The real winner on the album is the driving “I’m A Survivor.” The bubbling keyboard intro soon paves way for a thumping riff and another excellent Chalfant vocal performance. The chorus is an absolute stormer and is guaranteed to stay lodged in your mind for a long time. This is AOR of the finest pedigree, and shows that there is still life in the genre.

The quality of the songs and the performance is maintained at a high standard throughout with both the ballads (“George’s Song,” a tribute to George Harrison, and “Without Love”) and the rockers (“Borrowed Time,” “Trouble in Paradise”) hitting the mark. McLain has succeeded in making probably the best Shooting Star album so far, and his selection of Chalfant as lead vocalist is simply inspired. Chalfant shows throughout why he is regarded as one of the best singers in Melodic Rock, and his performance along with McLain’s guitar work and songwriting talents have resulted in what may, come the end of the year, be the best Melodic release of 2006.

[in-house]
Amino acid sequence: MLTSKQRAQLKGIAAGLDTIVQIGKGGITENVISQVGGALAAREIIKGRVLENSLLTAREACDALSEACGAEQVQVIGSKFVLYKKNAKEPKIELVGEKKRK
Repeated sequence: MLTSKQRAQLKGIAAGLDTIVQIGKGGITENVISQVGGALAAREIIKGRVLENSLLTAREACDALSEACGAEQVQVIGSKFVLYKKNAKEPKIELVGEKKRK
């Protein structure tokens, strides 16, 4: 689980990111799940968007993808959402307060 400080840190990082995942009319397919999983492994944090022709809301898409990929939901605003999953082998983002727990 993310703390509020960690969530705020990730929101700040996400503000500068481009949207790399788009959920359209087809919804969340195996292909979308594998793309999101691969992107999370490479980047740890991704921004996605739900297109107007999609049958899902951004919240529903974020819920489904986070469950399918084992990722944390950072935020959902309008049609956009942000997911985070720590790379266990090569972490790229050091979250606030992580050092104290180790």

• Mick Burgess

    Mick is a reviewer and photographer here at Metal Express Radio, based in the North-East of England. He first fell in love with music after hearing Jeff Wayne's spectacular The War of the Worlds in the cold winter of 1978. Then in the summer of '79 he discovered a copy of Kiss Alive II amongst his sister’s record collection, which literally blew him away! He then quickly found Van Halen I and Rainbow's Down To Earth, and he was well on the way to being rescued from Top 40 radio hell!   Over the ensuing years, he's enjoyed the Classic Rock music of Rush, Blue Oyster Cult, and Deep Purple; the AOR of Journey and Foreigner; the Pomp of Styx and Kansas; the Progressive Metal of Dream Theater, Queensrÿche, and Symphony X; the Goth Metal of Nightwish, Within Temptation, and Epica, and a whole host of other great bands that are too numerous to mention. When he's not listening to music, he watches Sunderland lose more football (soccer) matches than they win, and occasionally, if he has to, he goes to work as a property lawyer.